Although the concept of financial arrangement based on interest is prevalent since time immemorial, Islamic Banking is relatively a pristine area in the field finance in India. This is a two part article. Today I will be discussing basic principles and instruments involved in Sharia Banking. Next week I will talk about its prospects in India. Financial arrangements constitute an integral part of the process of economic development.
A financial system consisting of financial institutions, instruments and markets provides an effective payment and credit supply network and thereby assists in channeling of funds from savers to the investors in the economy.
Islamic economics is based on ‘socio economic justice’ as the primary objective. It is based on the belief that human beings are a creation of that one & the only god and all resources at their disposal are held by them in trust for the god to be used in a just manner for wellbeing of all. Islam provides guidelines to regulate the economy and seeks to curb the unbridled race for material pursuit.
Concern for equity and justice, halal and haram and a sense of responsibility towards the weaker sections of society and the need to share the economic resources with them, are some of the principles which guide and control the economic activity in Islam.
Fundamentals of Islamic Banking
All interest-free banks agree on the same basic principles. However, individual banks differ in their application. These differences can be because of several reasons including the laws of the country, objectives of the different banks, individual banks circumstances and experiences, the need to interact with other interest-based banks, etc.
The basic principle of Islamic banking is –
• Sharing of profit and loss and
• Prohibition of riba(usury)
• Prohibits any dealing in pork, pornography, and anything else which the Sharia deems haram.
• Gharar, which is uncertainty about the terms of contract or the subject matter, e.g. prohibits selling something which one does not own
All the Islamic banks have three kinds of deposit accounts: current, savings and investment.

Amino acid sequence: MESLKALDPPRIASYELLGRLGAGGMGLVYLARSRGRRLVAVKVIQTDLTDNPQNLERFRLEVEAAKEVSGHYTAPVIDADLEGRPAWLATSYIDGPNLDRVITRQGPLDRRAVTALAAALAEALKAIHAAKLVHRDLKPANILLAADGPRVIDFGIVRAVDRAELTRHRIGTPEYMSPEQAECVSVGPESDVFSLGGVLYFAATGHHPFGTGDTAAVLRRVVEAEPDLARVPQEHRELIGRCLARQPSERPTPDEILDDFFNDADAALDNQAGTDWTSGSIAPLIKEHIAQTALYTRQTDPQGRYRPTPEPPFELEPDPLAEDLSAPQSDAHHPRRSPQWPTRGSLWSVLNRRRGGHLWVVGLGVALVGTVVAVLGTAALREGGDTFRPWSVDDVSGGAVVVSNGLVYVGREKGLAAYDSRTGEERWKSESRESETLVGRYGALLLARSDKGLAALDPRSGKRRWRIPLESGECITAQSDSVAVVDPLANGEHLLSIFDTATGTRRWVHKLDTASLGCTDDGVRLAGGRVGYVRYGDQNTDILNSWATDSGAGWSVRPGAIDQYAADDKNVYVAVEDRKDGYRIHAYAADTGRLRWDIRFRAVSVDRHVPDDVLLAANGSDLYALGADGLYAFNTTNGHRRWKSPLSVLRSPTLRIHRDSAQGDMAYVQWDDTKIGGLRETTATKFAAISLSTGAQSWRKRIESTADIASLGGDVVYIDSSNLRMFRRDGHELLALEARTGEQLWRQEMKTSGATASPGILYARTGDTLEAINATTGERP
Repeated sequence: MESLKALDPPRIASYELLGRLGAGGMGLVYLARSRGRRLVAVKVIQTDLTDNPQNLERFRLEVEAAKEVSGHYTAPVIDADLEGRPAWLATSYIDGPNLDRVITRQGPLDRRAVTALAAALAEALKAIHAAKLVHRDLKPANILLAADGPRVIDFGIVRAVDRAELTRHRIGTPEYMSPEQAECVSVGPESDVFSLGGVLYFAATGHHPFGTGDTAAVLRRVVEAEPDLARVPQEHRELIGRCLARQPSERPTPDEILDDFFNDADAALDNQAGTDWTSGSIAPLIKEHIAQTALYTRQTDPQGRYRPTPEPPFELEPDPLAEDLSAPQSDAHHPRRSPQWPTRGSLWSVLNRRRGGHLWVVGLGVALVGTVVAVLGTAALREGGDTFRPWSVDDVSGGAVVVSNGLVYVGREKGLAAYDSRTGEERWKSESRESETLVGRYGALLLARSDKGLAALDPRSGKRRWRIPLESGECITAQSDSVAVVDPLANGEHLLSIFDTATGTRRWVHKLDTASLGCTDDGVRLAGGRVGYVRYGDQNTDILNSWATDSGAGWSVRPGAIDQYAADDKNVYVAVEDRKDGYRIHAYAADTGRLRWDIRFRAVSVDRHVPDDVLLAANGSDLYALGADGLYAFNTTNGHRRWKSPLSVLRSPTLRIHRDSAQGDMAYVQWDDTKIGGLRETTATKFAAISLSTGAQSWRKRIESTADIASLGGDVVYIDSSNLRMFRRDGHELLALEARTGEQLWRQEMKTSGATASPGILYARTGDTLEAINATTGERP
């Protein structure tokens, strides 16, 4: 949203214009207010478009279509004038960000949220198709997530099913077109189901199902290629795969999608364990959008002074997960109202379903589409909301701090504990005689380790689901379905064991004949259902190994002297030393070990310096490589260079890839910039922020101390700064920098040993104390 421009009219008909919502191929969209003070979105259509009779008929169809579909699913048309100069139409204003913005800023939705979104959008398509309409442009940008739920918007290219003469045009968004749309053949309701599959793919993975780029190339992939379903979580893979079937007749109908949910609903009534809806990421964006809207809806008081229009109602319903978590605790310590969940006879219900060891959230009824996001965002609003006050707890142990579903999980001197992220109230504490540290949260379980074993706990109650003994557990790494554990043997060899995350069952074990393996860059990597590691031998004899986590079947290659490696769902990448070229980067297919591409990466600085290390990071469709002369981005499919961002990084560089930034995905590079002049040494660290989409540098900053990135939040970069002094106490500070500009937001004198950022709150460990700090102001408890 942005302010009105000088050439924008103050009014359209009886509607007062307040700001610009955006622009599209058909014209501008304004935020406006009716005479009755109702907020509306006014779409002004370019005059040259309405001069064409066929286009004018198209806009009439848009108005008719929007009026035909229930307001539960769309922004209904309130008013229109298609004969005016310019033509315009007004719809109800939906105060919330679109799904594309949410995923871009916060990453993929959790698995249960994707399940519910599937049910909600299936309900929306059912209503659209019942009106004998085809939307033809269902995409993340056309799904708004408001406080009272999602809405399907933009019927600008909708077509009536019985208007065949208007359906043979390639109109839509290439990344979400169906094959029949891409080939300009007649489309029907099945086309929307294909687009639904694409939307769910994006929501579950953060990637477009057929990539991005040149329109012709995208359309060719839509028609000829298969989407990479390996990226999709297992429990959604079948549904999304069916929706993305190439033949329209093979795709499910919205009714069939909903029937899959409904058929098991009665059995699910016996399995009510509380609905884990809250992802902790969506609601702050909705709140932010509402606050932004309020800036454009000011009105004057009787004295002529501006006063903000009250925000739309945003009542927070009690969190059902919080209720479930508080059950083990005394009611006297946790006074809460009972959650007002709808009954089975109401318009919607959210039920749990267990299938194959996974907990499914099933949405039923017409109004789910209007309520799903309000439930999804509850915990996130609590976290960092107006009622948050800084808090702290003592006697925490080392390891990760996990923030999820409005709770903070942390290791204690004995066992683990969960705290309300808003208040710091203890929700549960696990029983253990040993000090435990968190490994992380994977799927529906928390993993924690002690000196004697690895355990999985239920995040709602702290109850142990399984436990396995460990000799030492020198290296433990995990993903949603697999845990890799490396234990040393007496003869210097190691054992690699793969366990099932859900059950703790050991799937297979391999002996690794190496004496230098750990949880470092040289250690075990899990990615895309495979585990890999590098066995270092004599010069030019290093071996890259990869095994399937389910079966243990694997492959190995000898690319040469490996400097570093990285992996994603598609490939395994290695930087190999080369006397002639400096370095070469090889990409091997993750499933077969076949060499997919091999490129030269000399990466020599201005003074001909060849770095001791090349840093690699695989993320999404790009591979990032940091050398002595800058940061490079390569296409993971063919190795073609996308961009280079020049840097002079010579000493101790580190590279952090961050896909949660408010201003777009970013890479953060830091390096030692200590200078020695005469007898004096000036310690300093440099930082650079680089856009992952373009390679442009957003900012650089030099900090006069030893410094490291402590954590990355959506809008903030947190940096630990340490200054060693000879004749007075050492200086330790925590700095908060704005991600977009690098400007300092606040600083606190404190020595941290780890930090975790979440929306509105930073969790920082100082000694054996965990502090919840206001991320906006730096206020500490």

Current or demand deposit accounts are virtually the same as in all conventional banks. Deposit is guaranteed.
Savings deposit accounts operate in different ways. In some banks, the depositors allow the banks to use their money but they obtain a guarantee of getting the full amount back from the bank. Banks adopt several methods of inducing their clients to deposit with them, but no profit is promised.
In others, savings accounts are treated as investment accounts but with less stringent conditions as to withdrawals and minimum balance. Capital is not guaranteed but the banks take care to invest money from such accounts in relatively risk-free short-term projects. As such lower profit rates are expected and that too only on a portion of the average minimum balance on the ground that a high level of reserves needs to be kept at all times to meet withdrawal demands.
Investment deposits are accepted for a fixed or unlimited period of time and the investors agree in advance to share the profit (or loss) in a given proportion with the bank. Capital is not guaranteed.
Sale and Buy Back Agreement (Bai’ al-Inah)
• The financier sells an asset to the customer on a deferred-payment basis, and then the asset is immediately repurchased by the financier for cash at a discount.
• The buying back agreement allows the bank to assume ownership over the asset in order to protect against default without explicitly charging interest in the event of late payments or insolvency.